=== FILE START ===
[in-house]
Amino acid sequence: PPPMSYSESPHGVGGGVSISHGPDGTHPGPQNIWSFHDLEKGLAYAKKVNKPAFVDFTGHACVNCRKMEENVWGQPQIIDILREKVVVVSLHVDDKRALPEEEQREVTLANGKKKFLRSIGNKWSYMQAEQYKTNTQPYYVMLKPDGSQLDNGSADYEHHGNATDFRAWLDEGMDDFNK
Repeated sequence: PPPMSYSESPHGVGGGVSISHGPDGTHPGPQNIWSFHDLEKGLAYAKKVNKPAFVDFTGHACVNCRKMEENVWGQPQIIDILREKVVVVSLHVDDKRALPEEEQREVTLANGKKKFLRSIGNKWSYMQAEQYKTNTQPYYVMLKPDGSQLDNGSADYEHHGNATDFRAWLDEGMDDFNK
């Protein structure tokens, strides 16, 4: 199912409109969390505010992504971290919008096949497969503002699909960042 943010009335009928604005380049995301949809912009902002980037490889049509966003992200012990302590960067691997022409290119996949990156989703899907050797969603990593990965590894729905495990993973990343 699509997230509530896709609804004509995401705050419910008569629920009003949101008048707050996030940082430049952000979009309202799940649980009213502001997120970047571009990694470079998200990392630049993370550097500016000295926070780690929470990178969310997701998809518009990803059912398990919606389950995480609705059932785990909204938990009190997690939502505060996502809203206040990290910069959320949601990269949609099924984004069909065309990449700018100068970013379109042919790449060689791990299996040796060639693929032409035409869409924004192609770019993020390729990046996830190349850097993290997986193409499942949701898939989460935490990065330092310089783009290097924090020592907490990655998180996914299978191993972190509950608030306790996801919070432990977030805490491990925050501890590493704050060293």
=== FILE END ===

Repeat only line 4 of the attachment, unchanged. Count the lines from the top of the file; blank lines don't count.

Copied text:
């Protein structure tokens, strides 16, 4: 199912409109969390505010992504971290919008096949497969503002699909960042 943010009335009928604005380049995301949809912009902002980037490889049509966003992200012990302590960067691997022409290119996949990156989703899907050797969603990593990965590894729905495990993973990343 699509997230509530896709609804004509995401705050419910008569629920009003949101008048707050996030940082430049952000979009309202799940649980009213502001997120970047571009990694470079998200990392630049993370550097500016000295926070780690929470990178969310997701998809518009990803059912398990919606389950995480609705059932785990909204938990009190997690939502505060996502809203206040990290910069959320949601990269949609099924984004069909065309990449700018100068970013379109042919790449060689791990299996040796060639693929032409035409869409924004192609770019993020390729990046996830190349850097993290997986193409499942949701898939989460935490990065330092310089783009290097924090020592907490990655998180996914299978191993972190509950608030306790996801919070432990977030805490491990925050501890590493704050060293």